Temporal Study of Stress-Induced Effects Caused by Developmental Temperature Changes and Water Quality in an Isolated Northern Pike (Esox lucius L.) Population
L. Lucentini, L. Gigliarelli, A. Palomba, M. E. Puletti, F. Panara
DOI: 10.4236/jwarp.2010.22019   PDF    HTML     5,185 Downloads   9,106 Views   Citations


Development perturbations may affect the regular phenotype and are commonly measured through fluctuat-ing asymmetry (FA) levels. Short-term climatic variations, that modify the temperature, can influence chemical and physical water characteristics. Fishes have been used as model organisms for studying stress-induced changes in body symmetry, since they are ectothermic, good bioindicators, easy to find and having economic relevance. Northern pike being a holoarctic, big, edible, top predator is one of the most economically important freshwater fish for recreational and commercial fisheries and freshwater ecosystems management. The isolated population of Lake Trasimeno (Central Italy)—in good health conditions and that can be considered one of the genetically best conserved of Italy—, was chosen as model. FA, seven mi-crosatellite loci and early developmental stages were investigated in order to correlate the developmental stability of this population to its genetic variability and to environmental perturbations. The results obtained underlined a positive correlation (>>0.40) between FA indexes and temperature; the non-parametric Kruskall- Wallis test showed significant differences in FA levels for some FA indexes and parameters. Over-all results underlined that FA increased in individuals grown at a temperature above 8°C as compared with those grown at 5°C or at lower temperatures. Both positive and negative correlations between FA parameters and chemical and physical water characteristics were shown. The comparison of genetic and FA data under-lined a low correlation between microsatellite and FA pairwise distances, nevertheless a positive and signifi-cant correlation emerged for some FA measurements and microsatellite data. In particular, only Elu87 locus showed a statistical significant correlation versus total FA. Finally, as expected, results indicated that the in-cubation time was temperature-dependent; the ODT was in the range 8–10°C and lower and higher tempera-tures caused drastic embryo mortality. These results showed robust correlations, both positive and negative, between some FA parameters and chemical and physical characters and were in agreement with the assump-tion that temperature variations as well as pH, conductibility and chloride variation, may increase molecular perturbations and, subsequently, the global developmental noise during development. These data suggest that FA could be considered a measure of animal welfare. The relative breeding easiness of this species may be a valid tool for the estimation of controlled environmental stress influences, not only of thermal origin, and a valid information basis for studies on wild populations. Furthermore, it has long been debated whether FA levels depend upon genetic variability, the particular molecular marker notwithstanding, and whether it is possible to use one or more molecular markers to better understand FA data. The Mantel tests performed in this study showed very interesting correlations between FA and the investigated microsatellites. For the lack of a linkage map for the investigated microsatellite loci, it is presently impossible to establish the relation-ships between the FA parameter and the microsatellite loci that the Mantel test defines as correlated.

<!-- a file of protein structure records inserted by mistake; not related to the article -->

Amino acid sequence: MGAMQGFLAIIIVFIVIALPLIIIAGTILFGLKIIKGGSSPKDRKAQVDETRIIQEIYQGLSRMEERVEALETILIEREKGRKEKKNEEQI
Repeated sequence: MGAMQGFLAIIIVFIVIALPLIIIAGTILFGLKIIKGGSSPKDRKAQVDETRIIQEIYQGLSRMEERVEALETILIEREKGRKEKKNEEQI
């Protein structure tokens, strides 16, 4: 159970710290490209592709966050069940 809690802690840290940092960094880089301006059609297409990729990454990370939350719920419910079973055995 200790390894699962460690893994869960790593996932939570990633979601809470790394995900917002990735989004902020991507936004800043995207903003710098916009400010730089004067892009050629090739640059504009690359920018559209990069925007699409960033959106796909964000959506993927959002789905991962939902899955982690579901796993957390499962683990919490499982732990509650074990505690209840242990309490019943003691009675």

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L. Lucentini, L. Gigliarelli, A. Palomba, M. Puletti and F. Panara, "Temporal Study of Stress-Induced Effects Caused by Developmental Temperature Changes and Water Quality in an Isolated Northern Pike (Esox lucius L.) Population," Journal of Water Resource and Protection, Vol. 2 No. 2, 2010, pp. 167-180. doi: 10.4236/jwarp.2010.22019.

Conflicts of Interest

The authors declare no conflicts of interest.


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